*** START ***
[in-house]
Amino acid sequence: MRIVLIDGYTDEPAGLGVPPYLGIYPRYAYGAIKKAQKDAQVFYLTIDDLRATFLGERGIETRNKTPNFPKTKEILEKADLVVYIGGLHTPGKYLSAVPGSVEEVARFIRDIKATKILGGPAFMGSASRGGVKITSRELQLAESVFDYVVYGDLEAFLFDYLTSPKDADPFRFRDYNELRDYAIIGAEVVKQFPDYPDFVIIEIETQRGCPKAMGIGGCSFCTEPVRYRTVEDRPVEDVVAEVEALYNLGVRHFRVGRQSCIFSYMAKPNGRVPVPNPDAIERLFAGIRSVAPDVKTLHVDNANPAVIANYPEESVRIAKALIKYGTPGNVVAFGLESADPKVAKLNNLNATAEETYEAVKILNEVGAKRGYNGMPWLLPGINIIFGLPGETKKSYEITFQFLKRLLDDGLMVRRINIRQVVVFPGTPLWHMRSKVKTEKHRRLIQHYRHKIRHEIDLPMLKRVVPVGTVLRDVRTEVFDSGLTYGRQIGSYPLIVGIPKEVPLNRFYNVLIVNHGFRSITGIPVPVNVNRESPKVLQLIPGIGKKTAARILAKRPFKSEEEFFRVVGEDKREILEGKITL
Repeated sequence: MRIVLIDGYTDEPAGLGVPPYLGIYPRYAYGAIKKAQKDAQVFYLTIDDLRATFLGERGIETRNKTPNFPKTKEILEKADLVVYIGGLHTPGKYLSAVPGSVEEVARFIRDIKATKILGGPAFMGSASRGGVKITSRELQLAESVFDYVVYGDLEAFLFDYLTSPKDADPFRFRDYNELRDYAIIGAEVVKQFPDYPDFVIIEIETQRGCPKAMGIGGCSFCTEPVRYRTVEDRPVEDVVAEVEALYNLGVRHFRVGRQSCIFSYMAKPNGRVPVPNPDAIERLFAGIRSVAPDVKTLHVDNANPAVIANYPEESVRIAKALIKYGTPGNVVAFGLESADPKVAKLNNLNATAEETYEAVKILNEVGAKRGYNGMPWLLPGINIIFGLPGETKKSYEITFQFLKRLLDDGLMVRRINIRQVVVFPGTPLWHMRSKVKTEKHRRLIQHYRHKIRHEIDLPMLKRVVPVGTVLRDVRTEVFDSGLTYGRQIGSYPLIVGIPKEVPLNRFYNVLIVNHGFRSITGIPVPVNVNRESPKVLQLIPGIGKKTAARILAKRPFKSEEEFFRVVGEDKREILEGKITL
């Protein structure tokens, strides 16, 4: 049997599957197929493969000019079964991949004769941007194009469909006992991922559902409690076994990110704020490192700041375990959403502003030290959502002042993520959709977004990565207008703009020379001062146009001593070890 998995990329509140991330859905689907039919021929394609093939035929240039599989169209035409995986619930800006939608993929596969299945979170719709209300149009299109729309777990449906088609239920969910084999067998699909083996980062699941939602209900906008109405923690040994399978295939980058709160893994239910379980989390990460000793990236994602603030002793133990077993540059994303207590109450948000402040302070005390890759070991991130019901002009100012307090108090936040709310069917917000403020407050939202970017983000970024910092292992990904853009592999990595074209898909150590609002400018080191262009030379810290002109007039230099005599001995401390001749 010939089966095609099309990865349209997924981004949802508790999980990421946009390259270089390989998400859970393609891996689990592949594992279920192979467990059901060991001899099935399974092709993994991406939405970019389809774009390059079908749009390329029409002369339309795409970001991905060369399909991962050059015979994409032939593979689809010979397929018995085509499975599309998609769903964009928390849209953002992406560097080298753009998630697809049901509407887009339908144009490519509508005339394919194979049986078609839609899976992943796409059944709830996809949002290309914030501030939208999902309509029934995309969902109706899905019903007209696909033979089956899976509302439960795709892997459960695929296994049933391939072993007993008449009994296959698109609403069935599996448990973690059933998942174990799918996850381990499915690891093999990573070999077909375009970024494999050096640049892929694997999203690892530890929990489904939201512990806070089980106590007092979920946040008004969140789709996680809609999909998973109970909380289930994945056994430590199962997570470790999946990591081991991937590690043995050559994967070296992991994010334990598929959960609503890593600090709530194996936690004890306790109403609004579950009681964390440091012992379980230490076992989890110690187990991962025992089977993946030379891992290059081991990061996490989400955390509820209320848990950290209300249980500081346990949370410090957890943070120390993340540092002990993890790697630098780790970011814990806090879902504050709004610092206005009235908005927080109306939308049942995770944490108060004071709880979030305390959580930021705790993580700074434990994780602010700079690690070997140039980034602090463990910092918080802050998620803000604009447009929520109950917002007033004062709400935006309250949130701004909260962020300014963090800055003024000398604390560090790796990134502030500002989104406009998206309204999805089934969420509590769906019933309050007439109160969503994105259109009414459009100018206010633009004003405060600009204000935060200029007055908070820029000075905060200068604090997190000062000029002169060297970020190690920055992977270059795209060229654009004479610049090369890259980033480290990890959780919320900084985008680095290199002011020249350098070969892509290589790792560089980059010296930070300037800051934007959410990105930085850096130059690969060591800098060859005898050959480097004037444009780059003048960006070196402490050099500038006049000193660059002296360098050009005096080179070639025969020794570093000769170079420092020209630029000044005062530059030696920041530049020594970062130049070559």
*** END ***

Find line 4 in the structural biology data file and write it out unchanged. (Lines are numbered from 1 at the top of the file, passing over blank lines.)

């Protein structure tokens, strides 16, 4: 049997599957197929493969000019079964991949004769941007194009469909006992991922559902409690076994990110704020490192700041375990959403502003030290959502002042993520959709977004990565207008703009020379001062146009001593070890 998995990329509140991330859905689907039919021929394609093939035929240039599989169209035409995986619930800006939608993929596969299945979170719709209300149009299109729309777990449906088609239920969910084999067998699909083996980062699941939602209900906008109405923690040994399978295939980058709160893994239910379980989390990460000793990236994602603030002793133990077993540059994303207590109450948000402040302070005390890759070991991130019901002009100012307090108090936040709310069917917000403020407050939202970017983000970024910092292992990904853009592999990595074209898909150590609002400018080191262009030379810290002109007039230099005599001995401390001749 010939089966095609099309990865349209997924981004949802508790999980990421946009390259270089390989998400859970393609891996689990592949594992279920192979467990059901060991001899099935399974092709993994991406939405970019389809774009390059079908749009390329029409002369339309795409970001991905060369399909991962050059015979994409032939593979689809010979397929018995085509499975599309998609769903964009928390849209953002992406560097080298753009998630697809049901509407887009339908144009490519509508005339394919194979049986078609839609899976992943796409059944709830996809949002290309914030501030939208999902309509029934995309969902109706899905019903007209696909033979089956899976509302439960795709892997459960695929296994049933391939072993007993008449009994296959698109609403069935599996448990973690059933998942174990799918996850381990499915690891093999990573070999077909375009970024494999050096640049892929694997999203690892530890929990489904939201512990806070089980106590007092979920946040008004969140789709996680809609999909998973109970909380289930994945056994430590199962997570470790999946990591081991991937590690043995050559994967070296992991994010334990598929959960609503890593600090709530194996936690004890306790109403609004579950009681964390440091012992379980230490076992989890110690187990991962025992089977993946030379891992290059081991990061996490989400955390509820209320848990950290209300249980500081346990949370410090957890943070120390993340540092002990993890790697630098780790970011814990806090879902504050709004610092206005009235908005927080109306939308049942995770944490108060004071709880979030305390959580930021705790993580700074434990994780602010700079690690070997140039980034602090463990910092918080802050998620803000604009447009929520109950917002007033004062709400935006309250949130701004909260962020300014963090800055003024000398604390560090790796990134502030500002989104406009998206309204999805089934969420509590769906019933309050007439109160969503994105259109009414459009100018206010633009004003405060600009204000935060200029007055908070820029000075905060200068604090997190000062000029002169060297970020190690920055992977270059795209060229654009004479610049090369890259980033480290990890959780919320900084985008680095290199002011020249350098070969892509290589790792560089980059010296930070300037800051934007959410990105930085850096130059690969060591800098060859005898050959480097004037444009780059003048960006070196402490050099500038006049000193660059002296360098050009005096080179070639025969020794570093000769170079420092020209630029000044005062530059030696920041530049020594970062130049070559």